Arthur’s political career spiced by drama, Former Prime Minister Owen Arthur has been described as a man who always put Barbados and Barbadians first.
That is the assessment of former Prime Minister Freundel Stuart, who said Arthur was an intellectual and a regionalist.
Arthur passed away on Monday at the age of 70.
Stuart, whose Democratic Labour Party (DLP) defeated Arthur’s Barbados Labour Party in the 2010 general elections, said it was unfortunate he had passed while still giving of his service.
He said Arthur was responsible for several historical events in Barbados’ political landscape.
“His political career was always spiced at critical points with dainty pieces of drama, whether it was in having the first St Peter by-election in 1984, which he lost by one vote invalidated by the court and fought over thereby securing him an emphatic election to Parliament, or in being the leader of the Parliamentary Opposition in 1994 when the historic no-confidence motion bought an end to the Democratic Labour Party Government of Erskine Sandiford, or more recently as in the year 2010 when he experienced a momentary resurrection as Opposition Leader, when the group replaced the then leader in his favour,” Stuart said.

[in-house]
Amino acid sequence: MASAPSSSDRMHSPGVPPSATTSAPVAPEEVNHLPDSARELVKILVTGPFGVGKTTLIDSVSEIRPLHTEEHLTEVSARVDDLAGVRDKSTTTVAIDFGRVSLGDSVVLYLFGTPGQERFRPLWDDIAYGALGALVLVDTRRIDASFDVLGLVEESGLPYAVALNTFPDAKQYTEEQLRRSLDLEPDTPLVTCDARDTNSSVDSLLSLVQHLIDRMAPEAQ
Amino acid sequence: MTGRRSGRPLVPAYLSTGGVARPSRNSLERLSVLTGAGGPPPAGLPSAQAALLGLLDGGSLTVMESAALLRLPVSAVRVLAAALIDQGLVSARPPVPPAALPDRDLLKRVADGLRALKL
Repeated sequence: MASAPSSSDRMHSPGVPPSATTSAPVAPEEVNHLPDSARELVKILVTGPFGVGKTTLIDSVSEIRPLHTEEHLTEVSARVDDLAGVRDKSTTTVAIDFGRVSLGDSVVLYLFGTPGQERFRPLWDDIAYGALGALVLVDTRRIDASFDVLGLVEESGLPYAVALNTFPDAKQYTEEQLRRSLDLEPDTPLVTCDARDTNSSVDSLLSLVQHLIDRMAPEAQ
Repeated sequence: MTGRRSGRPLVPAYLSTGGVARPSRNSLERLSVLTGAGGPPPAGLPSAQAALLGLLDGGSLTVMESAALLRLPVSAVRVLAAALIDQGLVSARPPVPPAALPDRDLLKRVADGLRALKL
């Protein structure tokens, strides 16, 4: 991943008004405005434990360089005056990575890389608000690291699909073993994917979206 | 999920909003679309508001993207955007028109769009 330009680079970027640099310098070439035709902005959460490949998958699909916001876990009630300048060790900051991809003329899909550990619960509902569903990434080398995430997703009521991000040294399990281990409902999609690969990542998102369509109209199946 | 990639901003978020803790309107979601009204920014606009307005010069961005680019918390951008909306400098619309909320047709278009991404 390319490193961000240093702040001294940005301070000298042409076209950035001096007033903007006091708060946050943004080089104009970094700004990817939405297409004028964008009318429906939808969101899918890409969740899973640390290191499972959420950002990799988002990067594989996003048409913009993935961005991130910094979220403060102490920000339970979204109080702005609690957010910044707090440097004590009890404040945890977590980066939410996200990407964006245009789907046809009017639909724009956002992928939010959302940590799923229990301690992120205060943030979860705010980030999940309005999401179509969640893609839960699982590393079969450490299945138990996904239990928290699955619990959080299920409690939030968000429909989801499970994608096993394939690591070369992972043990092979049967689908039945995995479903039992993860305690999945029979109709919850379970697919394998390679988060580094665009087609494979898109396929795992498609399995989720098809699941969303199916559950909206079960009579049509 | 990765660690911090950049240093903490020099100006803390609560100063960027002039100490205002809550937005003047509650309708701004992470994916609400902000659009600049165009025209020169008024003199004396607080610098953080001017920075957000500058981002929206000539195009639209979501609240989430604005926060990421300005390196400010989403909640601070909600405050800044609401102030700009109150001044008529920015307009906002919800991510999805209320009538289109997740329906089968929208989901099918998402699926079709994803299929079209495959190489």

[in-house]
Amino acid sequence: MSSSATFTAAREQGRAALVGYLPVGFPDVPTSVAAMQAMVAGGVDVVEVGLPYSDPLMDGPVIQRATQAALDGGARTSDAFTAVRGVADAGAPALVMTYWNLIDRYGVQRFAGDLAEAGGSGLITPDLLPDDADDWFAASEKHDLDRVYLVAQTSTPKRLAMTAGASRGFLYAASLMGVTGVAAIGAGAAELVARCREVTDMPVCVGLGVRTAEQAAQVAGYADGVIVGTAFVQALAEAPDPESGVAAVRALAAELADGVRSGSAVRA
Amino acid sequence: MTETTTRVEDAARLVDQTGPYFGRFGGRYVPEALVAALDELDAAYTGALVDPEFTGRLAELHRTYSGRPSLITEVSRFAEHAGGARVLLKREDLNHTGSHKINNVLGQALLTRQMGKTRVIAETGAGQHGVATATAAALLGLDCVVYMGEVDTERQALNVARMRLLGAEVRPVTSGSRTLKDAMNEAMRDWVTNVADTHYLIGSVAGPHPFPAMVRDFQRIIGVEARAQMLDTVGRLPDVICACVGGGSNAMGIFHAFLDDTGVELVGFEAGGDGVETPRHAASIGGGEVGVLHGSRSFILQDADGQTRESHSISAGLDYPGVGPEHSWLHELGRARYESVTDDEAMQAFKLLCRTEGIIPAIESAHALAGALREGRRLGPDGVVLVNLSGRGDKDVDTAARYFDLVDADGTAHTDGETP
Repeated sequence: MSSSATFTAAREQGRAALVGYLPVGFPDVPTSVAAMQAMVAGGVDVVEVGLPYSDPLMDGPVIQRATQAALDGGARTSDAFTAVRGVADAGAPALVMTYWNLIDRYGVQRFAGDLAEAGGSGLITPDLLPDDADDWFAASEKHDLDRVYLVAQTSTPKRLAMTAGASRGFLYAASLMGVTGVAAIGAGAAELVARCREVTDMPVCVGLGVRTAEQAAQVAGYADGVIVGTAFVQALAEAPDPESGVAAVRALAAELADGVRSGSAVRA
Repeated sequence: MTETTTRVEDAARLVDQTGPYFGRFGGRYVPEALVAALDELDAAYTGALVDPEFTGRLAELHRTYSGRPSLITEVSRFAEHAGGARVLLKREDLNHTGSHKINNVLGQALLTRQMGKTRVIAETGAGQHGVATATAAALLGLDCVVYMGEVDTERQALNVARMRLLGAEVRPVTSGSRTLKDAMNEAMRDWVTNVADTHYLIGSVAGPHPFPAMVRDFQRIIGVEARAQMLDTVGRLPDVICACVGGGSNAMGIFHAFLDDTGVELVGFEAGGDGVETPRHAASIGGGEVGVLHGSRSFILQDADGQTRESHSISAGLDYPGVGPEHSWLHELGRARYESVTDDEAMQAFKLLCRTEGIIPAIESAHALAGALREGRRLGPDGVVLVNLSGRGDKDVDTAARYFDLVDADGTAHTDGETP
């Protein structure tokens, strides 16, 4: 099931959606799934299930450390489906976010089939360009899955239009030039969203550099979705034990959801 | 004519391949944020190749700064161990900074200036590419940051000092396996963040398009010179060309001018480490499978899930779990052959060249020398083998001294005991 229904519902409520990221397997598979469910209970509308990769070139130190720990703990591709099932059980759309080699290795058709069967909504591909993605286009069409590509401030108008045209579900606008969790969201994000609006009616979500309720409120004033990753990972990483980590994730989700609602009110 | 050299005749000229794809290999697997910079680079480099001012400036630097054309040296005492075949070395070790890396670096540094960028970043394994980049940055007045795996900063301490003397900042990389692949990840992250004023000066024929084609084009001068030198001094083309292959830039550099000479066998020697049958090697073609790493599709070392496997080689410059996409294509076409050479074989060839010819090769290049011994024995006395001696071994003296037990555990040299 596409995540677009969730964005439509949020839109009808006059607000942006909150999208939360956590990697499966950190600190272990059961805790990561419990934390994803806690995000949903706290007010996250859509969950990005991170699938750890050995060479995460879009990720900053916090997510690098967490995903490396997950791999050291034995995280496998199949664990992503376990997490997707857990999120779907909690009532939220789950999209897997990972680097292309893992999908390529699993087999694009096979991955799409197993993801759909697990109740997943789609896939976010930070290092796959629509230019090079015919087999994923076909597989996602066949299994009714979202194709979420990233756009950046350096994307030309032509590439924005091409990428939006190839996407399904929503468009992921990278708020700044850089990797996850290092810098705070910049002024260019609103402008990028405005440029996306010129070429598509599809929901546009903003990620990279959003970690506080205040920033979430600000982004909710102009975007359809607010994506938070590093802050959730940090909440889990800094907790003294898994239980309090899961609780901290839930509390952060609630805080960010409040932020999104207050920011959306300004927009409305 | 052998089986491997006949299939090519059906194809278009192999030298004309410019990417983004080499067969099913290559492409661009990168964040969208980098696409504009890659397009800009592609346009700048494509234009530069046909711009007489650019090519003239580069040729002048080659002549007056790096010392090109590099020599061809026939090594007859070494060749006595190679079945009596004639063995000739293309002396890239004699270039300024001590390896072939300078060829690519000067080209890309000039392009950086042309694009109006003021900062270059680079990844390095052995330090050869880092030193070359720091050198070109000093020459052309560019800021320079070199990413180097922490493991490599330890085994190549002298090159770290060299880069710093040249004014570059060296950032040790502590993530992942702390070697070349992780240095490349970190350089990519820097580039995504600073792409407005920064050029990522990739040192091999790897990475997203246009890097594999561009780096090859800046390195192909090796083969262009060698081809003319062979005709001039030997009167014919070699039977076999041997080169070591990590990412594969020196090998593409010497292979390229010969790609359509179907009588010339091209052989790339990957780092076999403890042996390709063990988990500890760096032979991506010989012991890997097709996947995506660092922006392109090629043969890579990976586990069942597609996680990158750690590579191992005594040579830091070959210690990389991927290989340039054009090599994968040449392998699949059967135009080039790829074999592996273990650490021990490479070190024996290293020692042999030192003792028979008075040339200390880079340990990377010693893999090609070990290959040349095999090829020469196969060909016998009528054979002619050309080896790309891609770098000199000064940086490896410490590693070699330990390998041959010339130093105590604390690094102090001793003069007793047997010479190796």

“Whatever role he was performing as a politician he brought the full resources of a powerful intellect to bear on that role.
“As Prime Minister and Minister of Finance he presided over the destiny of Barbados with levelheadedness and resolve. Never one to be doctrinaire in his approach to policy when the country faced the potentially destabilizing fallout from the 9/11 tragedy in 2001, he abandoned economic orthodox and focused on ensuring the welfare of the country and its citizens.”
Stuart also described Arthur as an unrepentant regionalist who believed fervently in the possibilities of the Caribbean Single Market and Economy (CSME).
“He championed its cause with vigour, with clarity and with determination. He was in fact one of the architects and a spirit-filled evangelist of the revised treaty of Chaguaramas,” he pointed out.
Stuart said throughout Arthur’s political career he was fearless and never afraid of a fight.
Despite that, he said Arthur was humble and never forgot his beginnings.
“He enjoyed political combat and gave as good as he got in those joustings which are a defining feature of Westminster-style parliamentary politics.
“He served Barbados and the people of St Peter well. He never allowed himself to forget in fact the debt of gratitude which he owed to the people in St Peter for making his vast and varied opportunities possible,” Stuart said.
“Now lays Owen dead. He has done the State some service and we know it. Like all Prime Ministers he embodied our hopes, our dreams, our aspirations. Like all Prime Ministers he bore our grievances, our disgruntlements and our disappointments. He never wavered. He carries to his final rest therefore the gratitude of the nation he led and loved.”
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